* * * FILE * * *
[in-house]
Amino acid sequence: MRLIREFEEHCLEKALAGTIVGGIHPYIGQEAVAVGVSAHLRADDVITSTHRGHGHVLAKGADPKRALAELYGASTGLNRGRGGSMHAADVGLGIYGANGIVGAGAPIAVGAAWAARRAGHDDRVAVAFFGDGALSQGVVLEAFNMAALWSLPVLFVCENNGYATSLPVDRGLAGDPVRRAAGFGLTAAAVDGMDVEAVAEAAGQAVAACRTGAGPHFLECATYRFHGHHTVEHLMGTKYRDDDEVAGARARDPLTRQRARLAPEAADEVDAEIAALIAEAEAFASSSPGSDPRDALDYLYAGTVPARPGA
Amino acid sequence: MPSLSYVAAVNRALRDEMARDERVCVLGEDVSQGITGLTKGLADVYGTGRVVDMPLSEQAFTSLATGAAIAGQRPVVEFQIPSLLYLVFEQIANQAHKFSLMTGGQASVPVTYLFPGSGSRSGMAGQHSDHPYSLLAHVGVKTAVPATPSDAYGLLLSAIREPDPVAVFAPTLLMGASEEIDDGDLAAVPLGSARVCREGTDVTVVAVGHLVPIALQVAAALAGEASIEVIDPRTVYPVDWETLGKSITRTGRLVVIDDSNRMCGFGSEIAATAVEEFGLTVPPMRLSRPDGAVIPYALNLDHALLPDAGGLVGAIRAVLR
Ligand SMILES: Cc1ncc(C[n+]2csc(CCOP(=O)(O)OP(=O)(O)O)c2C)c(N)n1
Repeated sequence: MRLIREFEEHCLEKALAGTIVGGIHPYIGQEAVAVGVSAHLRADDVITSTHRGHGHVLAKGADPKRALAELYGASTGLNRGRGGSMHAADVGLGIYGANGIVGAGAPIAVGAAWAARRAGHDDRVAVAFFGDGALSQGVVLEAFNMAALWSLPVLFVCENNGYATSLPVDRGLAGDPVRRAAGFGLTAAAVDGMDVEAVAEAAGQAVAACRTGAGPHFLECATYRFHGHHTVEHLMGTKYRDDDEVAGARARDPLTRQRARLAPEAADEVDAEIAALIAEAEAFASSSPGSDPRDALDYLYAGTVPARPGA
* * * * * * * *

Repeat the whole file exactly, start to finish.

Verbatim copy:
[in-house]
Amino acid sequence: MRLIREFEEHCLEKALAGTIVGGIHPYIGQEAVAVGVSAHLRADDVITSTHRGHGHVLAKGADPKRALAELYGASTGLNRGRGGSMHAADVGLGIYGANGIVGAGAPIAVGAAWAARRAGHDDRVAVAFFGDGALSQGVVLEAFNMAALWSLPVLFVCENNGYATSLPVDRGLAGDPVRRAAGFGLTAAAVDGMDVEAVAEAAGQAVAACRTGAGPHFLECATYRFHGHHTVEHLMGTKYRDDDEVAGARARDPLTRQRARLAPEAADEVDAEIAALIAEAEAFASSSPGSDPRDALDYLYAGTVPARPGA
Amino acid sequence: MPSLSYVAAVNRALRDEMARDERVCVLGEDVSQGITGLTKGLADVYGTGRVVDMPLSEQAFTSLATGAAIAGQRPVVEFQIPSLLYLVFEQIANQAHKFSLMTGGQASVPVTYLFPGSGSRSGMAGQHSDHPYSLLAHVGVKTAVPATPSDAYGLLLSAIREPDPVAVFAPTLLMGASEEIDDGDLAAVPLGSARVCREGTDVTVVAVGHLVPIALQVAAALAGEASIEVIDPRTVYPVDWETLGKSITRTGRLVVIDDSNRMCGFGSEIAATAVEEFGLTVPPMRLSRPDGAVIPYALNLDHALLPDAGGLVGAIRAVLR
Ligand SMILES: Cc1ncc(C[n+]2csc(CCOP(=O)(O)OP(=O)(O)O)c2C)c(N)n1
Repeated sequence: MRLIREFEEHCLEKALAGTIVGGIHPYIGQEAVAVGVSAHLRADDVITSTHRGHGHVLAKGADPKRALAELYGASTGLNRGRGGSMHAADVGLGIYGANGIVGAGAPIAVGAAWAARRAGHDDRVAVAFFGDGALSQGVVLEAFNMAALWSLPVLFVCENNGYATSLPVDRGLAGDPVRRAAGFGLTAAAVDGMDVEAVAEAAGQAVAACRTGAGPHFLECATYRFHGHHTVEHLMGTKYRDDDEVAGARARDPLTRQRARLAPEAADEVDAEIAALIAEAEAFASSSPGSDPRDALDYLYAGTVPARPGA